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The New York Times Features HOK’s Design of New Salt Lake City International Airport

HOK's design for Salt Lake City Airport establishes a unified 78-gate facility that is essentially creating an entirely new airport in Utah’s capital.

HOK’s design for the Salt Lake City International Airport terminal redevelopment project will significantly improve efficiency at one of the nation’s most-traveled airports.

The project began with the planning and design of a 48-gate central terminal. This first phase, which includes a parking garage and the west portion of the South Concourse, will open in 2020. The airport later decided to also develop the North Concourse, which added 30 gates to the 2.6 millilon-sq.-ft. project. All 78 of the airport’s new gates will open by 2024.

The new three-story terminal and concourses will replace a total of 29 outdated structures, including three separate terminals and five concourses. The highly efficient terminal building is being constructed west of the existing complex. The “future-proof” design provides flexibility that will enable specific areas to be easily modified and reconfigured as the needs of the airport and airlines change over time.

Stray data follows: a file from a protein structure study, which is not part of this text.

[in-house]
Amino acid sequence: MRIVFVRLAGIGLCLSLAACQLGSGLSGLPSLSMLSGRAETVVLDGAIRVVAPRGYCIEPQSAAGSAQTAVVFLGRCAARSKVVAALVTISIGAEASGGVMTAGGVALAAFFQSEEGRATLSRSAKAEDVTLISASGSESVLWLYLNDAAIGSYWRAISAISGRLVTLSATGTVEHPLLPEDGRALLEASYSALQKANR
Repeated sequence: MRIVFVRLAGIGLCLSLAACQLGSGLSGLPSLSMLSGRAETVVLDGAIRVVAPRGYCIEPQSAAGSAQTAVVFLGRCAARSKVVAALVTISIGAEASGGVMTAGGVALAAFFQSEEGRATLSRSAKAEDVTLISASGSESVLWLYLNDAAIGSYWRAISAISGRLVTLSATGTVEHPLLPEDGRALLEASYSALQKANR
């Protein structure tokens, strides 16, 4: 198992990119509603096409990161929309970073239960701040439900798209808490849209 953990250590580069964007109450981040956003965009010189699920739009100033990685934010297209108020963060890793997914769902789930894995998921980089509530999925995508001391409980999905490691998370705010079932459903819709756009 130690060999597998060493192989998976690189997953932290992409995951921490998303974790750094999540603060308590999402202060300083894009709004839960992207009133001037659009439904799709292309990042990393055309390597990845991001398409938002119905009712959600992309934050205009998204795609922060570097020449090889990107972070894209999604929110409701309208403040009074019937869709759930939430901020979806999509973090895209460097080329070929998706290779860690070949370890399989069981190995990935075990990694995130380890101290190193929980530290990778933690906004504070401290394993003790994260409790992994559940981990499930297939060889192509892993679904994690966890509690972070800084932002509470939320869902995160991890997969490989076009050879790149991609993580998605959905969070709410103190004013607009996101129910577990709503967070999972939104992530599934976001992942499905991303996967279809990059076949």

Excerpted from The New York Times:

Two features of design and construction distinguish the reconstruction: its linear layout, and the lack of disruption to the airport’s operation. When the project is finished, the airport will consist of an airy central terminal flanked by the two wings of its 3,700-foot-long South Concourse. In front of that will be the 3,400-foot-long North Concourse.

The unbent concourses, designed by the architecture and engineering firm HOK, are characteristic of airport reconstruction projects to accommodate big planes. The three old terminals, dating to the 1960s, are connected by an outdoor sidewalk and were upgraded sporadically through the decades with clusters of gates served by fans of tightly spaced jet bridges.

“It’s a very flexible and efficient design,” said Bill Wyatt, the airport’s executive director. “If we need more space after the initial phase of construction, you can add capacity as far as the eye can see, virtually without any disruption at all.”

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